Background: Appropriately aggressive treatment of haematological malignancies can be complicated by a variety of life threatening events. Despite high hospital mortality rates for such patients admitted to intensive care units (ICU) it is now generally considered to be appropriate to offer intensive care to selected cases, provided there is a reasonable prospect of cure or at least worthwhile palliation.
Aims and Methods: We conducted a retrospective observational study to assess outcome and prognostic indicators in consecutive patients with hematological diseases admitted to the ICU during a 6-year-period.
Results: From 1996 through 2001, a total of 95 patients with hematological diseases and a median age of 57 years (range 16–86) were admitted to the ICU. The median duration of ICU stay was 1 day (mean 4.2 days: range 1–67 days). The Mean Acute Physiology and Chronic Health Evaluation II (APACHE II) score was 20 (± 9). The large majority of patients underwent active treatment of a hematological malignancy (90%) with acute leukaemia (27%), non-Hodgkin lymphoma (24%) and multiple myeloma (10%) dominating. Respiratory failure (46%), sepsis (24%), cardiovascular complications (9%) and bleeding disorders (7%) were the major reasons for ICU admission. A total of 49 patients (51%) had a microbiologically verified infection and 21 (22%) had bacteremia. Crude ICU, 4-week and 6-month mortality rates were 28%, 45%, and 57%, respectively. An APACHE II score > 30 predicted a high short-term mortality rate (p= 0.0001). However, age > 65 years, respiratory failure, bacteremia, and a diagnosis of acute leukemia were not significantly associated with a poor short-term survival (p> 0.05). A total of 30 patients (31%) were alive after a minimum follow up of 3.5 years.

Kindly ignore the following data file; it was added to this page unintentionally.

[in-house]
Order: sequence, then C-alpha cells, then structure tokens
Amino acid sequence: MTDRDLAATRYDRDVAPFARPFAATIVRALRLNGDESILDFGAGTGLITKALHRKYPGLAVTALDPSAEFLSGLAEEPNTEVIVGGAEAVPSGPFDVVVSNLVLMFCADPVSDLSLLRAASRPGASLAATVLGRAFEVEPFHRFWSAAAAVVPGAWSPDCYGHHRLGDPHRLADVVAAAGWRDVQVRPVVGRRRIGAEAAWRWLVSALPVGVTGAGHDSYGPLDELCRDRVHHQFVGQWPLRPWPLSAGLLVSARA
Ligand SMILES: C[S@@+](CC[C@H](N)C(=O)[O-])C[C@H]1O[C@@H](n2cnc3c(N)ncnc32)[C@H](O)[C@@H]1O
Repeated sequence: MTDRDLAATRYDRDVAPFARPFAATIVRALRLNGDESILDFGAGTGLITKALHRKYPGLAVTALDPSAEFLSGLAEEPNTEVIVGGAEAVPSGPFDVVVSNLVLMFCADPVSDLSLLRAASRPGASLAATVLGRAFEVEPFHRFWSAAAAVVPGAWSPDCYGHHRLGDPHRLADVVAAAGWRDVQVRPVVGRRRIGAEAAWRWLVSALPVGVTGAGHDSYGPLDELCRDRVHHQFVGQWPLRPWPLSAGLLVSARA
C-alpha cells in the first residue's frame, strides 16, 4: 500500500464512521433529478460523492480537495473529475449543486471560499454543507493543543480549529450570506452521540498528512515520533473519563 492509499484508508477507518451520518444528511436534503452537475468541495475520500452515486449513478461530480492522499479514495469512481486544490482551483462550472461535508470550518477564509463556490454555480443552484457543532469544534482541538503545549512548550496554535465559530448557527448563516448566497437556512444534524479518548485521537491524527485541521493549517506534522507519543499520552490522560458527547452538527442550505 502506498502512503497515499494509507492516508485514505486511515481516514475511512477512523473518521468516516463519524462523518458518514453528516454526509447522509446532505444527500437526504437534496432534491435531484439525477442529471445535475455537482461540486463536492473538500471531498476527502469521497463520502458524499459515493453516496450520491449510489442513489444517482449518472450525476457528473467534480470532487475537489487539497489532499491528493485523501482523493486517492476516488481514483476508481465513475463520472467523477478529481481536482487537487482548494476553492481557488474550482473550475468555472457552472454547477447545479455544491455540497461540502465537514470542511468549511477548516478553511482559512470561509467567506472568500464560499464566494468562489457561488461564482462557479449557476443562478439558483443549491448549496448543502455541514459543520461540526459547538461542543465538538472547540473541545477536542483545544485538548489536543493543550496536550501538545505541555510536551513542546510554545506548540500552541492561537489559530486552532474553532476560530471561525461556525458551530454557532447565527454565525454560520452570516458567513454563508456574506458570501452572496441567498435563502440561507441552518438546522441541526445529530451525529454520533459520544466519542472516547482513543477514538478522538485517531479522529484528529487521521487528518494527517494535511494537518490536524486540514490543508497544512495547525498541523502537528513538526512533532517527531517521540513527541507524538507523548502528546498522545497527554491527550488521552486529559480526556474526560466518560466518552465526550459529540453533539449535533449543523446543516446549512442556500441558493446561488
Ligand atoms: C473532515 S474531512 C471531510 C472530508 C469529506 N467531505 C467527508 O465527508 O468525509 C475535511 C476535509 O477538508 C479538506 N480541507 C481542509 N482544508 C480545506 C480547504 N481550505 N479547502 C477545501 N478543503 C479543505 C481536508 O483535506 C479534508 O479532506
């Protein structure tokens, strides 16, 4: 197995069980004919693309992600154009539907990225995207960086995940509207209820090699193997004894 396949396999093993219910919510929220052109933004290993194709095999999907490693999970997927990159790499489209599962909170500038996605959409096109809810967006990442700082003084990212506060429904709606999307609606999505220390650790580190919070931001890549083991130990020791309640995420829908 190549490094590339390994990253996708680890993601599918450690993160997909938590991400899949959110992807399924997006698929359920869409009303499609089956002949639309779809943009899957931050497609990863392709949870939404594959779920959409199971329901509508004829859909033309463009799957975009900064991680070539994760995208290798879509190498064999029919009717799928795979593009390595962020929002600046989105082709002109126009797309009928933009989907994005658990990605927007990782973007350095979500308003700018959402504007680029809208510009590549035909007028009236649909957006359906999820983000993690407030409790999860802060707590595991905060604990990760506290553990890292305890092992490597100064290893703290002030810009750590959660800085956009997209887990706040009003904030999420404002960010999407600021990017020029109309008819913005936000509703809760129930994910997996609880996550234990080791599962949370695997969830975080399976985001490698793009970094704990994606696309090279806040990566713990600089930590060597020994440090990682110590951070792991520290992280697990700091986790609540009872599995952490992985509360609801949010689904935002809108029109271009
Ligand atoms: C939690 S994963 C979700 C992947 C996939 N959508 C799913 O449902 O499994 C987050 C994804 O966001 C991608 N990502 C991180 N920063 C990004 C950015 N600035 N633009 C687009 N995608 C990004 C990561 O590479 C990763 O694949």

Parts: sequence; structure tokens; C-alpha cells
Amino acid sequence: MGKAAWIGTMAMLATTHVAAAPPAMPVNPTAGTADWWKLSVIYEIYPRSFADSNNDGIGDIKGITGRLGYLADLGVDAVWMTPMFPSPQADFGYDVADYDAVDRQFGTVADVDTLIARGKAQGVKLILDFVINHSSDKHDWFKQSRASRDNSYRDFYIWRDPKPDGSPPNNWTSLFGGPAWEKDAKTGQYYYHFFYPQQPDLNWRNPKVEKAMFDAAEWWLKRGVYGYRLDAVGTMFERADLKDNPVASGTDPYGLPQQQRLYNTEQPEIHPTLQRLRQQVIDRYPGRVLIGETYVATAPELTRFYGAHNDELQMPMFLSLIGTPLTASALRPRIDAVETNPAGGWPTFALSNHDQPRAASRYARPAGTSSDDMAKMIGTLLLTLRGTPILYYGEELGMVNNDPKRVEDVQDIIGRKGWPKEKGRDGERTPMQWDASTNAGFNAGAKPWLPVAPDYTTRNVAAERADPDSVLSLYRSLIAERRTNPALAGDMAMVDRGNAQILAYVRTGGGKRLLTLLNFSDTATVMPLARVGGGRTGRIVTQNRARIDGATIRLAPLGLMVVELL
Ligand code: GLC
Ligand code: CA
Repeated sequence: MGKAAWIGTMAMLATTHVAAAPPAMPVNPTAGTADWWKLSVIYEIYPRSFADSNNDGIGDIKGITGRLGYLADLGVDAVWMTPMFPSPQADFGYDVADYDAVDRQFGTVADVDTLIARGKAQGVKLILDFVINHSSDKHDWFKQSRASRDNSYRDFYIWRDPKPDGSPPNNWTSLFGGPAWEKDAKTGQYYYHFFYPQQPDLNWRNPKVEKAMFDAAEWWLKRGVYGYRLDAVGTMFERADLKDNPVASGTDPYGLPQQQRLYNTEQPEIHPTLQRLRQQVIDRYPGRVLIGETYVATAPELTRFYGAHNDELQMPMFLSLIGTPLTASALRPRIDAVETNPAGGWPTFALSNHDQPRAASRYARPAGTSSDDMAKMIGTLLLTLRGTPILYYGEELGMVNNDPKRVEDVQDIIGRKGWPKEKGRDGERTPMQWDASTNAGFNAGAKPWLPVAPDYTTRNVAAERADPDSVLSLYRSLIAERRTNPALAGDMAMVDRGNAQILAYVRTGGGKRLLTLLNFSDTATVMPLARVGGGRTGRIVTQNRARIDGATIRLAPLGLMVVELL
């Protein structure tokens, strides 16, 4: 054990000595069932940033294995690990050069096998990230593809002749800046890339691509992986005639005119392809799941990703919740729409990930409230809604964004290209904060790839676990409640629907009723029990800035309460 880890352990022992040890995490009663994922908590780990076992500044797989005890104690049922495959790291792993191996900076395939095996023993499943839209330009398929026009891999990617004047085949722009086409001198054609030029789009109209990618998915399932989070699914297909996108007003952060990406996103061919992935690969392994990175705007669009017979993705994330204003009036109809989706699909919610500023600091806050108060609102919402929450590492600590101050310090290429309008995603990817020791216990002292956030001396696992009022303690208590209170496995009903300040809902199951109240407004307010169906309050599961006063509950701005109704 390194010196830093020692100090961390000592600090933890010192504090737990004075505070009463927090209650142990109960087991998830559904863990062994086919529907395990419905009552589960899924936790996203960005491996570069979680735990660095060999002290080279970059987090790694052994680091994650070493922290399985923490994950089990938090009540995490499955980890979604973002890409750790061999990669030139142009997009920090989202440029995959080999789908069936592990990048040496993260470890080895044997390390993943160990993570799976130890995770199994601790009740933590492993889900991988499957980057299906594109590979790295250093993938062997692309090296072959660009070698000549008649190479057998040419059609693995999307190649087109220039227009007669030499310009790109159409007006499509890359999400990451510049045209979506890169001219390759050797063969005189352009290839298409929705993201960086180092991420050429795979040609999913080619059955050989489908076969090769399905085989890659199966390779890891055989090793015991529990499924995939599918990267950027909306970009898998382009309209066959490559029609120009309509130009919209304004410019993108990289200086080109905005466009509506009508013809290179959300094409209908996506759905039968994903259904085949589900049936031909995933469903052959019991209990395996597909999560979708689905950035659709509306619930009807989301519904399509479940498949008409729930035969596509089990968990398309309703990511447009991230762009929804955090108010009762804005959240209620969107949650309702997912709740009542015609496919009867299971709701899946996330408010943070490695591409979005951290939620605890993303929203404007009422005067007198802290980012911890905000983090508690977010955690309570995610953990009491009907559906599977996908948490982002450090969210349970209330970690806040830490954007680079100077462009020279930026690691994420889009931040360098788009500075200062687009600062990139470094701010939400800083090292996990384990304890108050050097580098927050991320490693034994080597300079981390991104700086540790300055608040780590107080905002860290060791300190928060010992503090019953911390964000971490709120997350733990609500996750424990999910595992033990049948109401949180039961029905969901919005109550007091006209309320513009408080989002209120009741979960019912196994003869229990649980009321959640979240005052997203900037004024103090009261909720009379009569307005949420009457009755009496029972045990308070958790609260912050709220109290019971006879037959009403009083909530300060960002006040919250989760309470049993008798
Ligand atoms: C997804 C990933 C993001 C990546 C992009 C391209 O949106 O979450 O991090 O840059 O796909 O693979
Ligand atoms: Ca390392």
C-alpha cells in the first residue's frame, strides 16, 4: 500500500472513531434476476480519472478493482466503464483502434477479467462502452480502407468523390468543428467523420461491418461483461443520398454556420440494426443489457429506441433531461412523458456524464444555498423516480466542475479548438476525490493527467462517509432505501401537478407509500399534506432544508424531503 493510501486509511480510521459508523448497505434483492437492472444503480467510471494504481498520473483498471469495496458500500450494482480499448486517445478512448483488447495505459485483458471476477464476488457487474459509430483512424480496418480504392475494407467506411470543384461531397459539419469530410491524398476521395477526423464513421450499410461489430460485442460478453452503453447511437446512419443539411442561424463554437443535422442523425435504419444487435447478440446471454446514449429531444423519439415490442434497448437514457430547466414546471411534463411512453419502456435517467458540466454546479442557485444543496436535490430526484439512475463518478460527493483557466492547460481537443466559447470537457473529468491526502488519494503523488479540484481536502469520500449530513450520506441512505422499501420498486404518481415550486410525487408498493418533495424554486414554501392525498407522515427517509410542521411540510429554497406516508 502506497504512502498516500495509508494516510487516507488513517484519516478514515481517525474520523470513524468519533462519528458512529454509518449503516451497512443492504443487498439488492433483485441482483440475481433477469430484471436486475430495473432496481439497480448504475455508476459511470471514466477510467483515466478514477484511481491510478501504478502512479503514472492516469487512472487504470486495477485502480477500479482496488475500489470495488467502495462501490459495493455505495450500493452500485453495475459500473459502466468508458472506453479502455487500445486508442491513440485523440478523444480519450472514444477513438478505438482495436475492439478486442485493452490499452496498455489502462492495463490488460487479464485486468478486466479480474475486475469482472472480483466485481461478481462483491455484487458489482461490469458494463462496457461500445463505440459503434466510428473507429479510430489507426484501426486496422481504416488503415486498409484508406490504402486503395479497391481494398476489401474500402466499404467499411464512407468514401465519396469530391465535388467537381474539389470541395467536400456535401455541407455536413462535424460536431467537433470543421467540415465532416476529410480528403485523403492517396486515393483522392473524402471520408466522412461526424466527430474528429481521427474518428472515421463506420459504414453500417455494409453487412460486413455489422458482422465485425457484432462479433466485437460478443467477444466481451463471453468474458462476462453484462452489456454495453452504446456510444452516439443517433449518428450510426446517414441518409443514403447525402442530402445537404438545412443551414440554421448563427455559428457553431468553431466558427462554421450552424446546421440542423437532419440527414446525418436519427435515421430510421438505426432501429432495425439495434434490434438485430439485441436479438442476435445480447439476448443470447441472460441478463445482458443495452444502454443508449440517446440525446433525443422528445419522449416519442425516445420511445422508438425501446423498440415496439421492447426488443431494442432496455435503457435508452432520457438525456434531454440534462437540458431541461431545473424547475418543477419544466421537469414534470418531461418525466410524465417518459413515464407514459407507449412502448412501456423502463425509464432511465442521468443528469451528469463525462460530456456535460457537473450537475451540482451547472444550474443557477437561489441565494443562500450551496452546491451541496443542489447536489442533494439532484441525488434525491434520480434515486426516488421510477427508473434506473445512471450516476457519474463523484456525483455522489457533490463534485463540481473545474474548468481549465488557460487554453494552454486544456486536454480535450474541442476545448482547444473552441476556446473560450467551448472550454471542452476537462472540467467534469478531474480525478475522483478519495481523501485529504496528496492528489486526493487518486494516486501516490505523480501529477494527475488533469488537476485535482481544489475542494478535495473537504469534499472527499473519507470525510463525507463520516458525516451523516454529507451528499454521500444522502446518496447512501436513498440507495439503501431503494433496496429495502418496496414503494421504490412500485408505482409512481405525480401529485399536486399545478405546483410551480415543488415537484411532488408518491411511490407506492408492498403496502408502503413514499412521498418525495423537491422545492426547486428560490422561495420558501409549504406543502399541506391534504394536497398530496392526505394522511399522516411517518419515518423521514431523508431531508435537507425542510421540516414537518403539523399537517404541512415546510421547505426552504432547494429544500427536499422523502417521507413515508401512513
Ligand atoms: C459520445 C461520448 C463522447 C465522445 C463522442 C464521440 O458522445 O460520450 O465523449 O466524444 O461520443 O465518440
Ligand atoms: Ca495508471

Conclusion: The lower mortality rate as compared with most other series is probably explained by a more liberal attitude towards ICU admission. Not withstanding this, for a substantial proportion of critically ill hematological patients a short time care at an ICU is life saving. Patients with life threatening complications of haematological disease should be offered intensive care unless or until it is clear that there is no prospect of recovery from the acute illness or that the underlying malignancy cannot be controlled.